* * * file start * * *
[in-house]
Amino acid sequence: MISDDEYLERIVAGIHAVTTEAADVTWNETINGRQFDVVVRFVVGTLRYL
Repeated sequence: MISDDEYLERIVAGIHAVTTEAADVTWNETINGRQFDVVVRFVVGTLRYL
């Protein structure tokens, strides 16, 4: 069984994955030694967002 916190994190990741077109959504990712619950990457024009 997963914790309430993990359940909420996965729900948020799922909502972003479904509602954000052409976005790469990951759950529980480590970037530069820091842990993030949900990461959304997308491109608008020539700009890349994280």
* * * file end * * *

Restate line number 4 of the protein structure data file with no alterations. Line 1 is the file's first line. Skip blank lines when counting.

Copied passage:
């Protein structure tokens, strides 16, 4: 069984994955030694967002 916190994190990741077109959504990712619950990457024009 997963914790309430993990359940909420996965729900948020799922909502972003479904509602954000052409976005790469990951759950529980480590970037530069820091842990993030949900990461959304997308491109608008020539700009890349994280």